Similarly, when President Harry Truman proposed a national health-insurance program in 1945, the American Medical Association (AMA) condemned it as “socialized medicine” and labeled Truman’s White House staffers “followers of the Moscow party line.” Health providers distributed 55 million pamphlets featuring a fabricated quote attributed to Soviet leader Vladimir Lenin: “Socialized medicine is the keystone to the arch of the Socialist State.”
In the late 1950s and early 1960s, the AMA recruited an actor who would go on to symbolize the Republican Party’s embrace of economic conservatism — Ronald Reagan — as their spokesperson for a campaign called “Operation Coffee Cup.” Launched to fight Medicare, Operation Coffee Cup asked doctors’ wives to invite their friends over to drink coffee and listen to a recording called “Ronald Reagan speaks out against SOCIALIZED MEDICINE.”
Reagan began his case against Medicare with an ominous warning. “Now, back in 1927 an American socialist, Norman Thomas, six times candidate for President on the Socialist Party ticket, said the American people would never vote for socialism,” Reagan claimed, “But, he said under the name of liberalism the American people will adopt every fragment of the socialist program.”
The view Reagan attributed to Thomas is almost certainly a fiction. According to the myth-debunking website Snopes, “no one has ever been able to turn up a source documenting that [Thomas] actually said or wrote” the words Reagan attributed to him. Nevertheless, in the Operation Coffee Cup recording, Reagan insists that Medicare will inevitably lead to a government takeover of every aspect of our lives.
The doctor begins to lose freedoms. . . . First you decide that the doctor can have so many patients. They’re equally divided among the various doctors by the government. But then the doctors aren’t equally divided geographically, so a doctor decides he wants to practice in one town and the government has to say to him, “You can’t live in that town. They already have enough doctors.” You have to go someplace else. And from here it’s only a short step to dictating where he will go. . . .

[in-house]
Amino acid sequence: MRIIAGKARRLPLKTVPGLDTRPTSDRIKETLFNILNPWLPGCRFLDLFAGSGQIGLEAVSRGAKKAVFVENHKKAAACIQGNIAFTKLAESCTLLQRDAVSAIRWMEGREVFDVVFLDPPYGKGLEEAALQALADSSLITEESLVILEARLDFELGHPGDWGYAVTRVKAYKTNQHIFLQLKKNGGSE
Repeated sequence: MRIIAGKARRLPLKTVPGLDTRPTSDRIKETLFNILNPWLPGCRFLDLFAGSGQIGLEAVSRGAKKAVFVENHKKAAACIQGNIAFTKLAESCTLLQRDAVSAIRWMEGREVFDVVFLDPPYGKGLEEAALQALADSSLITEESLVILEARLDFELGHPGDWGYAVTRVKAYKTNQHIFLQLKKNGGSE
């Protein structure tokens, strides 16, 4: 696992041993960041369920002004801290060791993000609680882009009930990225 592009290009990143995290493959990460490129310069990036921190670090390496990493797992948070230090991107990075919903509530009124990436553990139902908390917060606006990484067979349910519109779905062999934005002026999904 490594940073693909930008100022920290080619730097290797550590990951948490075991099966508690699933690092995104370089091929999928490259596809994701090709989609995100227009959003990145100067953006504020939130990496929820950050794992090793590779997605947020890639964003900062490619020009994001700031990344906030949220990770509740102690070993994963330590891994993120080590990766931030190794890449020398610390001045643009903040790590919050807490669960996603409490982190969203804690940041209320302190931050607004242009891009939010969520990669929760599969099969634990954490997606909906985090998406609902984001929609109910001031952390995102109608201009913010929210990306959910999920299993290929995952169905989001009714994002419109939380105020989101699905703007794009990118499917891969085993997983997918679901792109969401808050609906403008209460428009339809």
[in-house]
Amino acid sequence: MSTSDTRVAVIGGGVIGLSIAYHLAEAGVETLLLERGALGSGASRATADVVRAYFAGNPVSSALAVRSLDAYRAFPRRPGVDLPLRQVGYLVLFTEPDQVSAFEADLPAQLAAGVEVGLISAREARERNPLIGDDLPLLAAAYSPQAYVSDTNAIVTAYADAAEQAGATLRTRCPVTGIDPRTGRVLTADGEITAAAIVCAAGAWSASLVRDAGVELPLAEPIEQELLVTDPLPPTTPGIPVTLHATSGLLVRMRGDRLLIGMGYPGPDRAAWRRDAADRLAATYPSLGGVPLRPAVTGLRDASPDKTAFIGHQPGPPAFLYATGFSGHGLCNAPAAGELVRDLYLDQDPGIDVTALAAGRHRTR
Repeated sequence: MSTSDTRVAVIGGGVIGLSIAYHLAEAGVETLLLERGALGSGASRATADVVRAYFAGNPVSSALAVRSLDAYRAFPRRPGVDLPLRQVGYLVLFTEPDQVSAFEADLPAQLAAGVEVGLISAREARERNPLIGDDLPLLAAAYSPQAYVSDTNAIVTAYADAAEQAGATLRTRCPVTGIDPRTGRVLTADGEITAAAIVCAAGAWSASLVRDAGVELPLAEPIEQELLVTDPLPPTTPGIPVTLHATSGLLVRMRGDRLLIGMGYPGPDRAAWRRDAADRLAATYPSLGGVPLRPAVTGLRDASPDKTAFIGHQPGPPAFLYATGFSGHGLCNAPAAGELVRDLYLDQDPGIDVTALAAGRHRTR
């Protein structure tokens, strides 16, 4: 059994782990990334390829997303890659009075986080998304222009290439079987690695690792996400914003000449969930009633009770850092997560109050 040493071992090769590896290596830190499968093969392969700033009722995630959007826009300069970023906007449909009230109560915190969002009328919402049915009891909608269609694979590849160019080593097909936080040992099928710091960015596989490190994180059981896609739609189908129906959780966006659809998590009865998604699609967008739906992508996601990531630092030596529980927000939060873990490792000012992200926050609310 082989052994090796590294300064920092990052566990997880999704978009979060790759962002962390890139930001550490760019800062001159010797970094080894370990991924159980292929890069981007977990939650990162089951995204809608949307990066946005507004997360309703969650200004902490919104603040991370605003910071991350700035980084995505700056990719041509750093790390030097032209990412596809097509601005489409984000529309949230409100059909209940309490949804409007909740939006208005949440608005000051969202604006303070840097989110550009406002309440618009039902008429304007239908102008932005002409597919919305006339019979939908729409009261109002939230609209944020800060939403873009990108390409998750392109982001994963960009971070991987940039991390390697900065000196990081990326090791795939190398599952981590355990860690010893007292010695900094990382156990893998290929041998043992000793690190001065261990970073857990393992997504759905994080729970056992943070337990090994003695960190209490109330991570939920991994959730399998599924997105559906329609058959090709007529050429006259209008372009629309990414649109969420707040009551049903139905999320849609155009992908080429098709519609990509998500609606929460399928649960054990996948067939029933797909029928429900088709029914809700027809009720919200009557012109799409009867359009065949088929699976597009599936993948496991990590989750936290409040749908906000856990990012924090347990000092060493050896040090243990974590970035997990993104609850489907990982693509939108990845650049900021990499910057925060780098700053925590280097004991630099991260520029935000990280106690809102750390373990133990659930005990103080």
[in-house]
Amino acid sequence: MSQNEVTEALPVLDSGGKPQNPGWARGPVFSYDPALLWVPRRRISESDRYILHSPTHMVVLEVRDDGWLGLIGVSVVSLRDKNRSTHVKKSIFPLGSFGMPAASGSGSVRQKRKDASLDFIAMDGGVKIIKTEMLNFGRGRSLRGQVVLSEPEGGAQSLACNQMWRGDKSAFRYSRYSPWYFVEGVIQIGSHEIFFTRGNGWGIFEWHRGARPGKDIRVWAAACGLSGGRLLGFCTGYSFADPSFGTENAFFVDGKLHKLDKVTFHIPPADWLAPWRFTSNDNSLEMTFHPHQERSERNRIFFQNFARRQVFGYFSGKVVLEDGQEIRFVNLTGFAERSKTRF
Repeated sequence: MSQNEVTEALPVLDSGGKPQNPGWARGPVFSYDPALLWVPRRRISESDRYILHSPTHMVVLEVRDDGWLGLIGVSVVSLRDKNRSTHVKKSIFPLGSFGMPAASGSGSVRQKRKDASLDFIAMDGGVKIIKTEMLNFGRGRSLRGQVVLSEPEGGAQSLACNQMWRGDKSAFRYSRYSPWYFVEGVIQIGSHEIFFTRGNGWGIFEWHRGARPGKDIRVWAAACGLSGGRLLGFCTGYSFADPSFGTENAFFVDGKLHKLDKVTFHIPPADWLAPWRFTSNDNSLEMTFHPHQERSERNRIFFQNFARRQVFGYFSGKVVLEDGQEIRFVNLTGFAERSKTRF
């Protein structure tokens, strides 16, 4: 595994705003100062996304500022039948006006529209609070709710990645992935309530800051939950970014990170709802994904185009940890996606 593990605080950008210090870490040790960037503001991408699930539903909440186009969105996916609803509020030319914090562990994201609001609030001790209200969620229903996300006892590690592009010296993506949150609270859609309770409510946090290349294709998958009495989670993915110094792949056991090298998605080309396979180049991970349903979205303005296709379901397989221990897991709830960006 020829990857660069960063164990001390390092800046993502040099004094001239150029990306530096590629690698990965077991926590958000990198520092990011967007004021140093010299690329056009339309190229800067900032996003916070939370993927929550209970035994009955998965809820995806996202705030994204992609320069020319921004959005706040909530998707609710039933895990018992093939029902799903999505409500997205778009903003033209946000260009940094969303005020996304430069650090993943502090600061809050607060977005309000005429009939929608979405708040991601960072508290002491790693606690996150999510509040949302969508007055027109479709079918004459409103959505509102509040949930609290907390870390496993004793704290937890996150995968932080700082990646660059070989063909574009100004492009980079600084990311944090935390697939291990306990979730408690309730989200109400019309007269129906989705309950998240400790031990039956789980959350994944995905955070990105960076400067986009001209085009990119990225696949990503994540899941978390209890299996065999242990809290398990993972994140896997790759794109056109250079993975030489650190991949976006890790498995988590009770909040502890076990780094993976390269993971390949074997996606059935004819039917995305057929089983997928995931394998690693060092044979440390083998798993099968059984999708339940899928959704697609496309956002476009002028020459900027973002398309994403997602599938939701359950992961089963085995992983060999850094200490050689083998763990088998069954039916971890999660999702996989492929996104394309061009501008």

All of us can see what happens: Once you establish the precedent that the government can determine a man’s working place and his working methods, determine his employment, from here it’s a short step to all the rest of socialism — to determining his pay, and pretty soon your son won’t decide when he’s in school, where he will go, or what they will do for a living. He will wait for the government to tell him where he will go to work and what he will do.
If his listeners do not stop Medicare, Reagan concluded, “one of these days you and I are going to spend our sunset years telling our children, and our children’s children, what it once was like in America when men were free.”
Reagan’s case against Medicare is still one of the most hyperbolic examples of the socialism smear, but the general theme that progressive health policy is a form of socialism currently dominates Republican rhetoric.
Future Speaker Newt Gingrich (R) attacked President Bill Clinton’s health care plan as “socialism now or later” and claimed it was a plan to seize “control of the health care system and centralize power in Washington.” Claims that the Affordable Care Act is a “government takeover” of medicine were a mainstay of Republican opposition to the law. In an October op-ed criticizing Democratic proposals to expand Medicare to all Americans, President Trump echoed the hyperbolic rhetoric of Operation Coffee Cup.
Democrats, Trump claimed, “are radical socialists who want to model America’s economy after Venezuela.”